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Music Review

Beck electrifying at Bank of America Pavilion

Beck, pictured here in Los Angeles in February, played a freewheeling set — which included mash-ups of his own songs with snippets of others — in Boston Friday.

MATT SAYLES/INVISION FOR BURSON-marsteller/AP/file

Beck, pictured here in Los Angeles in February, played a freewheeling set — which included mash-ups of his own songs with snippets of others — in Boston Friday.

Five days prior, Beck Hansen had headlined the closing night of the Newport Folk Festival, a distinction that clearly figured into his performance. He rejiggered some of his songs for acoustic settings, sang a Jimmie Rodgers tune with folk icon Ramblin’ Jack Elliott, and jammed with Andrew Bird and other artists on the lineup. It was a memorable show that could never be repeated.

Beck didn’t even try to do that at the Bank of America Pavilion on Friday night, playing a concert that was just as electrifying but for its own reasons. At least on this tour, it seems he’s having a lot of fun with his set lists and tweaking the general tone of his performances.

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At the Pavilion he started fine and mellow with a four-song set of acoustic numbers, including a starry rendition of “Lost Cause.” “It’s gonna be a gradual takeoff,” he said and kept his promise once the driving percussion of “Black Tambourine” kicked in.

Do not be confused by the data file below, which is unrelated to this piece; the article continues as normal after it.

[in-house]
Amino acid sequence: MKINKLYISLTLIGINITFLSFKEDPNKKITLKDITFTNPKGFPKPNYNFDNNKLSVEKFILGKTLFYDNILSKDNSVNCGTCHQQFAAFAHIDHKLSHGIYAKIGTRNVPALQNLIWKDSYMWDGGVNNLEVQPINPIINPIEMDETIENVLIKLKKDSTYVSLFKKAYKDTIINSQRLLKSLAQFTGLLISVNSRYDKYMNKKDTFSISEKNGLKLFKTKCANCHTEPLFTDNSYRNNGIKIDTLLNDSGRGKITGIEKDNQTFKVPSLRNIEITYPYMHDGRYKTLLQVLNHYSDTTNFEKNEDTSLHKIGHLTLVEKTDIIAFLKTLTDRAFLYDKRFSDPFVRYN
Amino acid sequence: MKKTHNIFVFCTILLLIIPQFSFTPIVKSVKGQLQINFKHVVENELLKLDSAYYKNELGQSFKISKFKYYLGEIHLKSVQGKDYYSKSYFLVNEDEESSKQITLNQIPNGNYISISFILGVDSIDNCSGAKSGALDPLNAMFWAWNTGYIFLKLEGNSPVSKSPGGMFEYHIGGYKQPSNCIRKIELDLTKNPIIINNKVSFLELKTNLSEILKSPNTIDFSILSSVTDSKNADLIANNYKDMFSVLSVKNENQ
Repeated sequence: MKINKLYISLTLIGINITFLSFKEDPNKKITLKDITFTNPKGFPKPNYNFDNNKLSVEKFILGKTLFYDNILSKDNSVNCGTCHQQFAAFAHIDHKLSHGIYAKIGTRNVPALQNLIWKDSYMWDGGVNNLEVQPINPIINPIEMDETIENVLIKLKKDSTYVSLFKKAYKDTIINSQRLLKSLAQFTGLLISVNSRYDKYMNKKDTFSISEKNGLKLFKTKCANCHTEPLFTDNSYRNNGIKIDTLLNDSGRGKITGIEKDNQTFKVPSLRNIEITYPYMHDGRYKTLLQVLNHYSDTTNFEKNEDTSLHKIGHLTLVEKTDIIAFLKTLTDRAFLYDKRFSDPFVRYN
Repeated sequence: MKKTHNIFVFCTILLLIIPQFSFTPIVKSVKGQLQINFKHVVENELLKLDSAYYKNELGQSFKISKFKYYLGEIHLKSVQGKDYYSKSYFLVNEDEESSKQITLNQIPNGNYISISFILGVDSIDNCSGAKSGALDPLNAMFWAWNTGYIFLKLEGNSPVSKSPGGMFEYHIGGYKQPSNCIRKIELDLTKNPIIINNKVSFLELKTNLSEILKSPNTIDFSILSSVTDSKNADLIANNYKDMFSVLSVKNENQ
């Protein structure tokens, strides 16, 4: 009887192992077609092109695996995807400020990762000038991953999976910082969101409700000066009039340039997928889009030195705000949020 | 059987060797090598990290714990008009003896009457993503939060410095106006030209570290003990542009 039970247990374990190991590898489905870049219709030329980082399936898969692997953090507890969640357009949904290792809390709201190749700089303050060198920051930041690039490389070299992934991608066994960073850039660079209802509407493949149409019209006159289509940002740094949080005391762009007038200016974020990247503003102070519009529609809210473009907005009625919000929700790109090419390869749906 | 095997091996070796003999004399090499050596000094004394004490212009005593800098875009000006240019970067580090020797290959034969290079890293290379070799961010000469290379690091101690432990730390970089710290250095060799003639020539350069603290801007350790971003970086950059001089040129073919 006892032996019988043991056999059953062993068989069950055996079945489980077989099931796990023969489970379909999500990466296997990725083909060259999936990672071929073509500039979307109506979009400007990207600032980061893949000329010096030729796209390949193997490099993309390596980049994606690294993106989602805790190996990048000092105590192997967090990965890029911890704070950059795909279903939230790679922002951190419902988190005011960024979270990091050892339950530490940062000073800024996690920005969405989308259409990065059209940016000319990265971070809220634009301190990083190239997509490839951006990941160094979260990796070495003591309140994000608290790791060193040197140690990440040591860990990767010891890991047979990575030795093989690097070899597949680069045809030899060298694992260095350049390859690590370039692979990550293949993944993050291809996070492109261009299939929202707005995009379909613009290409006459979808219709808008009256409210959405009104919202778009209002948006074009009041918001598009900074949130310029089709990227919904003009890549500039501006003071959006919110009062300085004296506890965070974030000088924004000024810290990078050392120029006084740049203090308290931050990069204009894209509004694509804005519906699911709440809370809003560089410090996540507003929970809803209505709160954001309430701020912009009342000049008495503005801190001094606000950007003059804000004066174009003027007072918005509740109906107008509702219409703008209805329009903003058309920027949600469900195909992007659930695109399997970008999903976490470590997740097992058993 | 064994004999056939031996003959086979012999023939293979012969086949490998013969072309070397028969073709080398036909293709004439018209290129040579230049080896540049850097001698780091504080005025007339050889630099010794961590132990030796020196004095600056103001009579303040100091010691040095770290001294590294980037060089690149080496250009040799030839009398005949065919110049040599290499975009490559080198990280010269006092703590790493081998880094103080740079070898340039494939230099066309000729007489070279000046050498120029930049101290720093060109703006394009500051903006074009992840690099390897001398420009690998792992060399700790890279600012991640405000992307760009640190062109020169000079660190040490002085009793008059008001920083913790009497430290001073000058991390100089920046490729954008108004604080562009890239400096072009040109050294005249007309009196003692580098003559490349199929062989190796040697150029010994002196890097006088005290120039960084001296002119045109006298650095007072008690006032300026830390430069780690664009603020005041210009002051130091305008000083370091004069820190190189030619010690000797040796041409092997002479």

Beck is in between records at the moment, which gave him free rein to dive deep into and across his catalog. He dipped into songs that were the soundtrack for so many people’s high school and college years, from “Loser” to “Where It’s At” to “Devils Haircut.”

Were there songs you missed? Sure. (“Debra,” or anything from “Midnite Vultures,” would have been nice, along with something from “Mutations.”)

But those were niggling complaints for an otherwise freewheeling set. Anchored by longtime collaborator Joey Waronker on drums, Beck’s nimble band also included Smokey Hormel’s light but essential touch on guitar and mandolin (and, for “Jack-Ass,” on autoharp).

The set was especially heavy on 1996’s “Odelay” and 2005’s “Guero,” but also broad enough to include selections from Beck’s latest work, “Song Reader,” which was released in sheet-music form; the idea is that you perform the music to hear it, since Beck didn’t record it as an album.

He also mashed up his own songs with snippets of others: “Tainted Love” set the tone for “Modern Guilt,” and “Billie Jean,” even if Beck didn’t really know the words, became a rousing interlude in the middle of “Sissyneck.”

Further proving that he’s not painting by numbers on this tour, Beck even included a glowing cover of “Tugboat,” by the defunct, Cambridge-bred band Galaxie 500. Two members of that trio, Naomi Yang and Damon Krukowski, were a few seats away from me and looked beyond pleased.

It was just another example of a Beck show that was so good, so special, that if you missed it, you simply missed it. It probably won’t go down like that again.

James Reed can be reached at jreed@globe.com. Follow him on Twitter @GlobeJamesReed.
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